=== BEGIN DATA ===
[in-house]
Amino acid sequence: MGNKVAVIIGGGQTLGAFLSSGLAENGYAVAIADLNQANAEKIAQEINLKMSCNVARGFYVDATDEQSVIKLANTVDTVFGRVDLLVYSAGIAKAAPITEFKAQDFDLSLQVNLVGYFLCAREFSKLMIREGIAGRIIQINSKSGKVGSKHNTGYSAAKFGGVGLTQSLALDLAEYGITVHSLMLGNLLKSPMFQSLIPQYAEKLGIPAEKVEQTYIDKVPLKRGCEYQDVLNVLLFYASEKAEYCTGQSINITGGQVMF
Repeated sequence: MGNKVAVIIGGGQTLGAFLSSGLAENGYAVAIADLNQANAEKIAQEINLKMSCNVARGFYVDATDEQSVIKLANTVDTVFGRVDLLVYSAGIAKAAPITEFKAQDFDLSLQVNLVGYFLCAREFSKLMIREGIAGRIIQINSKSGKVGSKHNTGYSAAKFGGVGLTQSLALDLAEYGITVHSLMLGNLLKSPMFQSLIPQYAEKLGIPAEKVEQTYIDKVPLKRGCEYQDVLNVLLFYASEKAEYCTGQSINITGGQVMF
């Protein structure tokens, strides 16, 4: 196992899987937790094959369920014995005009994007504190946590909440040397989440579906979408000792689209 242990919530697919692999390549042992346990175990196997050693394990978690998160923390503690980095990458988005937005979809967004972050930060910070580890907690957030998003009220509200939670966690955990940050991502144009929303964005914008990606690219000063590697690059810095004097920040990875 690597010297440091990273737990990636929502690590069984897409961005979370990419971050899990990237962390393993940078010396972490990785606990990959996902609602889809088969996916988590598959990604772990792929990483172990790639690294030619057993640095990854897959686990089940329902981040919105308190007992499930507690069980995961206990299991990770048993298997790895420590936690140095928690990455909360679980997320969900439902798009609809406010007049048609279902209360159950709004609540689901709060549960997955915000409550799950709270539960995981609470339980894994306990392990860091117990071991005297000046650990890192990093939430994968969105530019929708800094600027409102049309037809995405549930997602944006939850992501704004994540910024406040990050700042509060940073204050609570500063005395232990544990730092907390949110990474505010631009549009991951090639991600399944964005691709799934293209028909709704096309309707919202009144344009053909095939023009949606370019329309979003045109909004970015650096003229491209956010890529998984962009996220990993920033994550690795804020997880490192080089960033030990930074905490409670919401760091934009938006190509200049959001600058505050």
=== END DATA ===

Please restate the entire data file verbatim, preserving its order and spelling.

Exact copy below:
[in-house]
Amino acid sequence: MGNKVAVIIGGGQTLGAFLSSGLAENGYAVAIADLNQANAEKIAQEINLKMSCNVARGFYVDATDEQSVIKLANTVDTVFGRVDLLVYSAGIAKAAPITEFKAQDFDLSLQVNLVGYFLCAREFSKLMIREGIAGRIIQINSKSGKVGSKHNTGYSAAKFGGVGLTQSLALDLAEYGITVHSLMLGNLLKSPMFQSLIPQYAEKLGIPAEKVEQTYIDKVPLKRGCEYQDVLNVLLFYASEKAEYCTGQSINITGGQVMF
Repeated sequence: MGNKVAVIIGGGQTLGAFLSSGLAENGYAVAIADLNQANAEKIAQEINLKMSCNVARGFYVDATDEQSVIKLANTVDTVFGRVDLLVYSAGIAKAAPITEFKAQDFDLSLQVNLVGYFLCAREFSKLMIREGIAGRIIQINSKSGKVGSKHNTGYSAAKFGGVGLTQSLALDLAEYGITVHSLMLGNLLKSPMFQSLIPQYAEKLGIPAEKVEQTYIDKVPLKRGCEYQDVLNVLLFYASEKAEYCTGQSINITGGQVMF
């Protein structure tokens, strides 16, 4: 196992899987937790094959369920014995005009994007504190946590909440040397989440579906979408000792689209 242990919530697919692999390549042992346990175990196997050693394990978690998160923390503690980095990458988005937005979809967004972050930060910070580890907690957030998003009220509200939670966690955990940050991502144009929303964005914008990606690219000063590697690059810095004097920040990875 690597010297440091990273737990990636929502690590069984897409961005979370990419971050899990990237962390393993940078010396972490990785606990990959996902609602889809088969996916988590598959990604772990792929990483172990790639690294030619057993640095990854897959686990089940329902981040919105308190007992499930507690069980995961206990299991990770048993298997790895420590936690140095928690990455909360679980997320969900439902798009609809406010007049048609279902209360159950709004609540689901709060549960997955915000409550799950709270539960995981609470339980894994306990392990860091117990071991005297000046650990890192990093939430994968969105530019929708800094600027409102049309037809995405549930997602944006939850992501704004994540910024406040990050700042509060940073204050609570500063005395232990544990730092907390949110990474505010631009549009991951090639991600399944964005691709799934293209028909709704096309309707919202009144344009053909095939023009949606370019329309979003045109909004970015650096003229491209956010890529998984962009996220990993920033994550690795804020997880490192080089960033030990930074905490409670919401760091934009938006190509200049959001600058505050």